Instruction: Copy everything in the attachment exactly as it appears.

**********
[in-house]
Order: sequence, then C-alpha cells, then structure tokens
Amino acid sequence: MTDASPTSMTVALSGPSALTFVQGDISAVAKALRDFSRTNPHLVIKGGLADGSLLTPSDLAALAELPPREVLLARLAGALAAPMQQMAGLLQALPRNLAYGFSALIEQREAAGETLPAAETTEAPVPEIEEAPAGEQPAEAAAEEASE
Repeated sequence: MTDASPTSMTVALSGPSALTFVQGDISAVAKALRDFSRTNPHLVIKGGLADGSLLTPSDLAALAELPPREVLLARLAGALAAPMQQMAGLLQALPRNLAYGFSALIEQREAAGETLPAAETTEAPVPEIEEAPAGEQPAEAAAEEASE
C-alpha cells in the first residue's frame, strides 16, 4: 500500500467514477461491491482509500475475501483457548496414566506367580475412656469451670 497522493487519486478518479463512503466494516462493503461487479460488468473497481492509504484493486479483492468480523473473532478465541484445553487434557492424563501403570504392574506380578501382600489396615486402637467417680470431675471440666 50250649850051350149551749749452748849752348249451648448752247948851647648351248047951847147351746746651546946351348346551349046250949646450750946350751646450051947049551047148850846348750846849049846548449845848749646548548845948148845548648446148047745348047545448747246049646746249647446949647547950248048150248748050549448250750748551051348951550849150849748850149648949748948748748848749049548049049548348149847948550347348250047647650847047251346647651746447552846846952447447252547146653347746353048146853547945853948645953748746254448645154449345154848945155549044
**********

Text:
[in-house]
Order: sequence, then C-alpha cells, then structure tokens
Amino acid sequence: MTDASPTSMTVALSGPSALTFVQGDISAVAKALRDFSRTNPHLVIKGGLADGSLLTPSDLAALAELPPREVLLARLAGALAAPMQQMAGLLQALPRNLAYGFSALIEQREAAGETLPAAETTEAPVPEIEEAPAGEQPAEAAAEEASE
Repeated sequence: MTDASPTSMTVALSGPSALTFVQGDISAVAKALRDFSRTNPHLVIKGGLADGSLLTPSDLAALAELPPREVLLARLAGALAAPMQQMAGLLQALPRNLAYGFSALIEQREAAGETLPAAETTEAPVPEIEEAPAGEQPAEAAAEEASE
C-alpha cells in the first residue's frame, strides 16, 4: 500500500467514477461491491482509500475475501483457548496414566506367580475412656469451670 497522493487519486478518479463512503466494516462493503461487479460488468473497481492509504484493486479483492468480523473473532478465541484445553487434557492424563501403570504392574506380578501382600489396615486402637467417680470431675471440666 50250649850051350149551749749452748849752348249451648448752247948851647648351248047951847147351746746651546946351348346551349046250949646450750946350751646450051947049551047148850846348750846849049846548449845848749646548548845948148845548648446148047745348047545448747246049646746249647446949647547950248048150248748050549448250750748551051348951550849150849748850149648949748948748748848749049548049049548348149847948550347348250047647650847047251346647651746447552846846952447447252547146653347746353048146853547945853948645953748746254448645154449345154848945155549044